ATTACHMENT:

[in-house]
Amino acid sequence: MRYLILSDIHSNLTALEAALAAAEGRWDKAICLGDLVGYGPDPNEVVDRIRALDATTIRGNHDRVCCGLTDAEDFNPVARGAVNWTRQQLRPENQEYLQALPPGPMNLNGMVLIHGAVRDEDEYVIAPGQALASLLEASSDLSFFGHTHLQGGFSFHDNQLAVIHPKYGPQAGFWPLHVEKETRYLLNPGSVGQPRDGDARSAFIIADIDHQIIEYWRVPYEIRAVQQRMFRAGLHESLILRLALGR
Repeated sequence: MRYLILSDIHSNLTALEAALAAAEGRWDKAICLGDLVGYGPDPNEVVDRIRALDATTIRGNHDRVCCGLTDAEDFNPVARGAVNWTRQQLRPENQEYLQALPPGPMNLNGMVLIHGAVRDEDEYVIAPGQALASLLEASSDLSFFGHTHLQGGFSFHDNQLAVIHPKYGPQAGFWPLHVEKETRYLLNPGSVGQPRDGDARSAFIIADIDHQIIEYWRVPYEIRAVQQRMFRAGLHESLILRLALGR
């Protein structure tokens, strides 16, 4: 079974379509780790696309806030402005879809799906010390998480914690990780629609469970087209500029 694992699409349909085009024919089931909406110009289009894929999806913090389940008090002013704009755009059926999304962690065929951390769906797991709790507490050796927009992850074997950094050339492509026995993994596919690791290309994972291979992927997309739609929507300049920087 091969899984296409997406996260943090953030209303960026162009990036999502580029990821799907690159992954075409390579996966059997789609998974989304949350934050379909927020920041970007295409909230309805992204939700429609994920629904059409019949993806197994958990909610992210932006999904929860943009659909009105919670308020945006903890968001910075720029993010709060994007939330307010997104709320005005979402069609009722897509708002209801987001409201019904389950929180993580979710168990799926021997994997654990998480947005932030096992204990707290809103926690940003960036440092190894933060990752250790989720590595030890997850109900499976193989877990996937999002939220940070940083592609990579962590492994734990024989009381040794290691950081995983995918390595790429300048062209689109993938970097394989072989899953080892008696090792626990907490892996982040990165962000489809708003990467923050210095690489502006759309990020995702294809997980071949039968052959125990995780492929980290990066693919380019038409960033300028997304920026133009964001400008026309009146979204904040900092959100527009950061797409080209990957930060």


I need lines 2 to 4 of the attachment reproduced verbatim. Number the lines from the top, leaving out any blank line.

Amino acid sequence: MRYLILSDIHSNLTALEAALAAAEGRWDKAICLGDLVGYGPDPNEVVDRIRALDATTIRGNHDRVCCGLTDAEDFNPVARGAVNWTRQQLRPENQEYLQALPPGPMNLNGMVLIHGAVRDEDEYVIAPGQALASLLEASSDLSFFGHTHLQGGFSFHDNQLAVIHPKYGPQAGFWPLHVEKETRYLLNPGSVGQPRDGDARSAFIIADIDHQIIEYWRVPYEIRAVQQRMFRAGLHESLILRLALGR
Repeated sequence: MRYLILSDIHSNLTALEAALAAAEGRWDKAICLGDLVGYGPDPNEVVDRIRALDATTIRGNHDRVCCGLTDAEDFNPVARGAVNWTRQQLRPENQEYLQALPPGPMNLNGMVLIHGAVRDEDEYVIAPGQALASLLEASSDLSFFGHTHLQGGFSFHDNQLAVIHPKYGPQAGFWPLHVEKETRYLLNPGSVGQPRDGDARSAFIIADIDHQIIEYWRVPYEIRAVQQRMFRAGLHESLILRLALGR
């Protein structure tokens, strides 16, 4: 079974379509780790696309806030402005879809799906010390998480914690990780629609469970087209500029 694992699409349909085009024919089931909406110009289009894929999806913090389940008090002013704009755009059926999304962690065929951390769906797991709790507490050796927009992850074997950094050339492509026995993994596919690791290309994972291979992927997309739609929507300049920087 091969899984296409997406996260943090953030209303960026162009990036999502580029990821799907690159992954075409390579996966059997789609998974989304949350934050379909927020920041970007295409909230309805992204939700429609994920629904059409019949993806197994958990909610992210932006999904929860943009659909009105919670308020945006903890968001910075720029993010709060994007939330307010997104709320005005979402069609009722897509708002209801987001409201019904389950929180993580979710168990799926021997994997654990998480947005932030096992204990707290809103926690940003960036440092190894933060990752250790989720590595030890997850109900499976193989877990996937999002939220940070940083592609990579962590492994734990024989009381040794290691950081995983995918390595790429300048062209689109993938970097394989072989899953080892008696090792626990907490892996982040990165962000489809708003990467923050210095690489502006759309990020995702294809997980071949039968052959125990995780492929980290990066693919380019038409960033300028997304920026133009964001400008026309009146979204904040900092959100527009950061797409080209990957930060």